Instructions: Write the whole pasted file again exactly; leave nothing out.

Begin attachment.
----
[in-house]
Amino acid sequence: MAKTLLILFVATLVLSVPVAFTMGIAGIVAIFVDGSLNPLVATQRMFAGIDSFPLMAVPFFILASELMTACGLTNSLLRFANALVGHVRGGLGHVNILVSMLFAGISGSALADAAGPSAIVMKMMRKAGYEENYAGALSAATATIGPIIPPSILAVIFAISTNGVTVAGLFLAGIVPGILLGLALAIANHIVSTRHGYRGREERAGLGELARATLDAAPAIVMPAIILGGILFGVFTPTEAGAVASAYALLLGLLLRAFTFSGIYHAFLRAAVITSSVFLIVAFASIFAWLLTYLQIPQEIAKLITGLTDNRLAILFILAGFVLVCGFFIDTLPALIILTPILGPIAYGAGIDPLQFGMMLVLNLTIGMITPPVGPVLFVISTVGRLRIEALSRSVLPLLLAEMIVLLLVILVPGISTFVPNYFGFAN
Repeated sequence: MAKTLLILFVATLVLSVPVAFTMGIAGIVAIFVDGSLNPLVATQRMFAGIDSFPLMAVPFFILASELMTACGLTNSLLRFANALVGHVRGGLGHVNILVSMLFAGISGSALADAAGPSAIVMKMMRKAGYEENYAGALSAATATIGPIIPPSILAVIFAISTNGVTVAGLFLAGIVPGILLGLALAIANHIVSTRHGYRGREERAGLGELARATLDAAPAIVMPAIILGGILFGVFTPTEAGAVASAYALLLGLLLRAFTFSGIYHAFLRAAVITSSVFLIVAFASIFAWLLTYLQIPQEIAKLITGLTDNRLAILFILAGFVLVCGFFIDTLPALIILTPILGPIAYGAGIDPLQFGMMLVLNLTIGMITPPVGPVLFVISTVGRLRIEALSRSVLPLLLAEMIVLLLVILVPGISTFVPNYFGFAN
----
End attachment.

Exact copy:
[in-house]
Amino acid sequence: MAKTLLILFVATLVLSVPVAFTMGIAGIVAIFVDGSLNPLVATQRMFAGIDSFPLMAVPFFILASELMTACGLTNSLLRFANALVGHVRGGLGHVNILVSMLFAGISGSALADAAGPSAIVMKMMRKAGYEENYAGALSAATATIGPIIPPSILAVIFAISTNGVTVAGLFLAGIVPGILLGLALAIANHIVSTRHGYRGREERAGLGELARATLDAAPAIVMPAIILGGILFGVFTPTEAGAVASAYALLLGLLLRAFTFSGIYHAFLRAAVITSSVFLIVAFASIFAWLLTYLQIPQEIAKLITGLTDNRLAILFILAGFVLVCGFFIDTLPALIILTPILGPIAYGAGIDPLQFGMMLVLNLTIGMITPPVGPVLFVISTVGRLRIEALSRSVLPLLLAEMIVLLLVILVPGISTFVPNYFGFAN
Repeated sequence: MAKTLLILFVATLVLSVPVAFTMGIAGIVAIFVDGSLNPLVATQRMFAGIDSFPLMAVPFFILASELMTACGLTNSLLRFANALVGHVRGGLGHVNILVSMLFAGISGSALADAAGPSAIVMKMMRKAGYEENYAGALSAATATIGPIIPPSILAVIFAISTNGVTVAGLFLAGIVPGILLGLALAIANHIVSTRHGYRGREERAGLGELARATLDAAPAIVMPAIILGGILFGVFTPTEAGAVASAYALLLGLLLRAFTFSGIYHAFLRAAVITSSVFLIVAFASIFAWLLTYLQIPQEIAKLITGLTDNRLAILFILAGFVLVCGFFIDTLPALIILTPILGPIAYGAGIDPLQFGMMLVLNLTIGMITPPVGPVLFVISTVGRLRIEALSRSVLPLLLAEMIVLLLVILVPGISTFVPNYFGFAN